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Nicolosi is a city of nearly 5,000 located 700m a.s.l. on the slopes of the volcano, hence regarded as the Gateway to Etna. On several occasions eruptions have highly damaged the city, 1669’s notably devastating. Both on this occasion and on following earthquake in 1693, the people proudly strove to restore the town back to its ancient splendor, rejecting the possibility to move elsewhere.

A Volcano Museum, particularly focused on Etna (Museo Vulcanologico), bears witness to the close link between Nicolosi and its volcano.



Nicolosi’s history begins in the 12th century, when a Benedictine Monastery dedicated to San Nicolò l’Arena was erected on a former Chapel. This was to be moved to Catania some century later. Around the monastery soon grew a village that took the name of the religious building, long ruled by the Moncadas from Paternò.



Nicolosi has numerous buildings of architectural and historical interest. The Mother Church, dedicated to the Holy Spirit was largely restructured after the 1669 eruption; it contains several interesting works of art such as a wooden Crucifix and an organ.

The benedictine monastery of San Nicolò l’Arena, at a short distance from town, was built at Frederick II of Aragon’s behest. It is now seat of the Etna Park.

Among the minor churches a mention must go to San Giuseppe’s and the small Anime del Purgatorio’s.


In Nicolosi, where the official guides are centred (095/7914755), begins a nice road that stretches up to the Rifugio Sapienza, from where excursions to the crater start.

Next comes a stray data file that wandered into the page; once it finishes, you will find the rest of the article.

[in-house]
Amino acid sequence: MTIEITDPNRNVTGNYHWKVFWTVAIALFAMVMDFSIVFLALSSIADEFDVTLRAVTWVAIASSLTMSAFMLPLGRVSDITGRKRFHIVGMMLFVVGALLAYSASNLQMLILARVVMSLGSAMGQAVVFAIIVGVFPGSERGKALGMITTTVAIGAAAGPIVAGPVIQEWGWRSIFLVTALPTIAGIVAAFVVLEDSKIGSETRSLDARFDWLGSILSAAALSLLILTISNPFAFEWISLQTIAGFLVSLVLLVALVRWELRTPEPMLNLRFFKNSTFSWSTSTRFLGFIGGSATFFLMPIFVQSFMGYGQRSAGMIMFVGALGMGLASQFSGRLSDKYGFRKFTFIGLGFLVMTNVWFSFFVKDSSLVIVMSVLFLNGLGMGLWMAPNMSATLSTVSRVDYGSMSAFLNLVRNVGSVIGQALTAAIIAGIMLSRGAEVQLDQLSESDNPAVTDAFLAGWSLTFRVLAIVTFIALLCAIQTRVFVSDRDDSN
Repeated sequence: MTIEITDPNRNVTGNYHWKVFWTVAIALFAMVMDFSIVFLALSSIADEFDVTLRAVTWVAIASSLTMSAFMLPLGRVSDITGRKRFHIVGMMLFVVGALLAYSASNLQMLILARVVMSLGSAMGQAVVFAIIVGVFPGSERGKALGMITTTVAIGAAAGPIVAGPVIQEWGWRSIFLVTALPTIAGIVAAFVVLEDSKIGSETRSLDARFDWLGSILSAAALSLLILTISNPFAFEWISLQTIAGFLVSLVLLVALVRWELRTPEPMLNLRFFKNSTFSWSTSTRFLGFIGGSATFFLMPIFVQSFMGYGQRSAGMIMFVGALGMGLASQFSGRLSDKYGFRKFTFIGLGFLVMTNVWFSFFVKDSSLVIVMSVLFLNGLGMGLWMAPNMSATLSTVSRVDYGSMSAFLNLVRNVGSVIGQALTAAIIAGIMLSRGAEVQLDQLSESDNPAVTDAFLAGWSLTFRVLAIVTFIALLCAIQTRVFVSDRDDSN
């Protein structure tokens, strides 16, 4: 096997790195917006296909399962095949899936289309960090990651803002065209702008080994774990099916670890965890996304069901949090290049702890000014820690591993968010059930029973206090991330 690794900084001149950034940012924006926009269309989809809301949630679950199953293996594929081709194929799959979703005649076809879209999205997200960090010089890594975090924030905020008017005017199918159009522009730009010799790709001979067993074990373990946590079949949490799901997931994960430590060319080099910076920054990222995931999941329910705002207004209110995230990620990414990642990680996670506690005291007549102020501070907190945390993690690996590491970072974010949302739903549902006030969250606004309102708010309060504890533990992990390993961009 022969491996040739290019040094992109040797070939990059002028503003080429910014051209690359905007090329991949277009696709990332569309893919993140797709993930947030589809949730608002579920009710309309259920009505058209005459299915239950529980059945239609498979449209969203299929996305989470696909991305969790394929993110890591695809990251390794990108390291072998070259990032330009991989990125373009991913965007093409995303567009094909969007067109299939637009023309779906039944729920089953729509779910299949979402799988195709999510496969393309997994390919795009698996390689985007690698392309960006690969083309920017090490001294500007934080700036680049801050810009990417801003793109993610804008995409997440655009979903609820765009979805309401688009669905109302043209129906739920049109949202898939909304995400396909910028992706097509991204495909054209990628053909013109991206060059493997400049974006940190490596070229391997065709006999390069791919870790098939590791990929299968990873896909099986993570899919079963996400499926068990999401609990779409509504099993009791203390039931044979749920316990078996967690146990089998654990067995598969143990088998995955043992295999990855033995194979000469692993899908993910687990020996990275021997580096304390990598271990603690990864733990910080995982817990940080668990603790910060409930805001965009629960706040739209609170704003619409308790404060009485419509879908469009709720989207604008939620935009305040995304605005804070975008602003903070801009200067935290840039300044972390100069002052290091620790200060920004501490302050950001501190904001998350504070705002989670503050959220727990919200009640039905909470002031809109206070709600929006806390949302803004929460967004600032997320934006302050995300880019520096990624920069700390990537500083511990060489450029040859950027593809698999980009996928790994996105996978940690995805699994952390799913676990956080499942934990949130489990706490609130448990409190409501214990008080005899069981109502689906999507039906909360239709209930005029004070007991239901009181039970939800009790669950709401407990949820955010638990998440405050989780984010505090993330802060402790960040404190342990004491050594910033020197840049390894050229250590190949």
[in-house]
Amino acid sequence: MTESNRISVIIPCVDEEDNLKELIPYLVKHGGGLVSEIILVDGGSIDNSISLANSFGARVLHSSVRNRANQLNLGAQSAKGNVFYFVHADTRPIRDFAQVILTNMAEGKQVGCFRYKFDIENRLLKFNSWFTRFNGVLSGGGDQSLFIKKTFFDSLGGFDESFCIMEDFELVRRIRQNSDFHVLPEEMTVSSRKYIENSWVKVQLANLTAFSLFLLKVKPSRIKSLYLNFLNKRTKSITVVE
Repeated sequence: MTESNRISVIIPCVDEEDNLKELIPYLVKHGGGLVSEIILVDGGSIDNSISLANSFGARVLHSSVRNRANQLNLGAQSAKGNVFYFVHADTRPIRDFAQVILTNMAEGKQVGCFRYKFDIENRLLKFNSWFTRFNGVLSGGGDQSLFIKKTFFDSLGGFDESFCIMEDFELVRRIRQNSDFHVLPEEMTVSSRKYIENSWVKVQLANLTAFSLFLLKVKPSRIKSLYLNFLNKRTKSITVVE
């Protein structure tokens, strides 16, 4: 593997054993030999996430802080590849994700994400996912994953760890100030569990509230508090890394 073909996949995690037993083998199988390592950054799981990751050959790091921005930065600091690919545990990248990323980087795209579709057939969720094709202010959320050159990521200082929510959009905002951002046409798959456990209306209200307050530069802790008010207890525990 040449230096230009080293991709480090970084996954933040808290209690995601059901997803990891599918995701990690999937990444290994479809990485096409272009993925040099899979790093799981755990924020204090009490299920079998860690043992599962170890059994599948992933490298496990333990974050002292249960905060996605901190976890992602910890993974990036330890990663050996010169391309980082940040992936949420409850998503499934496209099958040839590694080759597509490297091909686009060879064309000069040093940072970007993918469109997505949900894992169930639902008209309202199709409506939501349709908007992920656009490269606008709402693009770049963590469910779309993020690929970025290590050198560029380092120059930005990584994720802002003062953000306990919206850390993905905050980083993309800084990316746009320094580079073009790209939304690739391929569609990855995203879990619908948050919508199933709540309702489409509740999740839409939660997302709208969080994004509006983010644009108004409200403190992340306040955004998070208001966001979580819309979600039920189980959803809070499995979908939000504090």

Up to the summit of Etna – The route lies through a strangely unnerving landscape with black lava below and blue sky above, relieved occasionally by a white patch of snow or lonely cloud as if for dramatic effect. Before getting to the refuge, a sign points to the Crateri Silvestri, moonlike craters a short walk away, at a height of 1886 m.

Ascent from the south side – The section up to 1923m can be made by cable-car (from the Rifugio Sapienza), to 2608m by four-wheel drive vehicle, leaving a short distance to cover on foot.  For safety reasons, it is not possible to get close to the central vent. An excursion by vehicle includes a stop near the Valle del Bove, a vast sunken area (hence the description as a valley) enclosed by 1000m high walls of lava, split with great crevasses and chasms. This zone has been the scene of violent eruptions, with flows of lava that succeeded in reaching the towns below (1852, 1950, 1979 and 1991).